Old Homelite site cleanup resumes
Cleanup work has resumed at the site of the former HomeliteJacobsen manufacturing building after thousands of tons of scrapand debris have remained unmoved at the location for seven months,making a 21-acre eyesore in the heart of Brookhaven’s industrialcommunity.
Daniel Nguyen, brother of property owner Nicolette Nguyen, wasonsite Monday and confirmed that a crew hired by Houston-based PicaCorporation were once again hauling scrap metal from the remains ofthe factory.
He refused to comment further, and Nicolette Nguyen did notimmediately return phone messages seeking comment. Repeated callsto Pica Corporation went unanswered.
Brookhaven-Lincoln County Chamber of Commerce Executive VicePresident Cliff Brumfield said he and city officials are pleased tosee cleanup efforts under way again after the massive, unsightlypiles have stood for months, blocking any potential resale anddevelopment of the land.
“Once the site has been cleaned and cleared, we’ll haveadditionally acreage that could house a perspective new industry,”he said.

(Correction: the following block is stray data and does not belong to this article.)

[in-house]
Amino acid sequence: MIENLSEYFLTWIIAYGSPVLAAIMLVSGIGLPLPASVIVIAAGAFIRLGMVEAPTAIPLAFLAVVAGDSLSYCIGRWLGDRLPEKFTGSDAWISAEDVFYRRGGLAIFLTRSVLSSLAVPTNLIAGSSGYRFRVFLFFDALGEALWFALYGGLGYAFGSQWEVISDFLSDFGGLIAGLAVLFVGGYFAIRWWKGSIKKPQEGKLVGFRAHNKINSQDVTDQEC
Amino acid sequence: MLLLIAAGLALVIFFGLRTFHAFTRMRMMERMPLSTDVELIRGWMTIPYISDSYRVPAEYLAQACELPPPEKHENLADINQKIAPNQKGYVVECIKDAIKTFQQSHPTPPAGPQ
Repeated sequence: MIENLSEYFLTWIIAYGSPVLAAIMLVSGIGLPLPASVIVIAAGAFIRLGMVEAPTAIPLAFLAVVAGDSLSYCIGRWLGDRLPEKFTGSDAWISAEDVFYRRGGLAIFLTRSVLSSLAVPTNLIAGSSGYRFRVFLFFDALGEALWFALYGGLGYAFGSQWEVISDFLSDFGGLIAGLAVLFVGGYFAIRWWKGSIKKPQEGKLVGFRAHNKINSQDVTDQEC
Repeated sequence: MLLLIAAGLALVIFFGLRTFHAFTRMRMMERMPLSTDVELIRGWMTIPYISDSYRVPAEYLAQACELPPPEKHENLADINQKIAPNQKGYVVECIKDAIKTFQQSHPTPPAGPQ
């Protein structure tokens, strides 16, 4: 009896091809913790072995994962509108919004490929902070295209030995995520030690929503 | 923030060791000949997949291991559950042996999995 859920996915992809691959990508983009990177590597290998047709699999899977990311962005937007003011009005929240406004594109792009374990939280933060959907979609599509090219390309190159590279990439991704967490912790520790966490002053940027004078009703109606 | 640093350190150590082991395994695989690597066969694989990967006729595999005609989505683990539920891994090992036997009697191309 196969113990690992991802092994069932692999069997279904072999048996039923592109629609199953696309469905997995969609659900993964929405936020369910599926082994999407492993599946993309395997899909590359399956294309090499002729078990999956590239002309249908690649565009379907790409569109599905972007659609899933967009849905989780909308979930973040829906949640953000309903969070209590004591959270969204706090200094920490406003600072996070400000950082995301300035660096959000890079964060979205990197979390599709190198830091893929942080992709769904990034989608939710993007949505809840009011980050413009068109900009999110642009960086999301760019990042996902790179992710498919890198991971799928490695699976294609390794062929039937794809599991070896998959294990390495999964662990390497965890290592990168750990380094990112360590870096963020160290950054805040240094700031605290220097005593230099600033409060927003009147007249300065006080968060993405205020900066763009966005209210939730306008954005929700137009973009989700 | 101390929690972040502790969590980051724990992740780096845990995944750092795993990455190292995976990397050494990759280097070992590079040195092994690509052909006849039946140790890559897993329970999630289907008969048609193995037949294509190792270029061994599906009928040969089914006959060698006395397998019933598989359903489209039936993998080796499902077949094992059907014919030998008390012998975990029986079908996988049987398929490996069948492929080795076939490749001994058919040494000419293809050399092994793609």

The Homelite Jacobsen manufacturing plant, once a strong part ofBrookhaven’s industrial base, was used as a production and storagesite during its approximately half-century life. The roughly230,000 square-foot structure was most recently used for storage bythe Wal-Mart Distribution Center until being abandoned in 1996.
Nguyen bought the building and its more than 21 acres ofproperty at auction in April of last year and began demolishing thebuilding and selling its scrap in July. Scrap removal abruptlyended last fall when a dispute arose between Nguyen and Monticellocontractor Kevin Claude Davis Excavating, with Davis placing a morethan $23,000 lien on the site and its contents.
Davis alleges that Nguyen owes his company the sum for labor,while Nguyen dismisses the charge completely. The lien is still ineffect and the legal battle continues.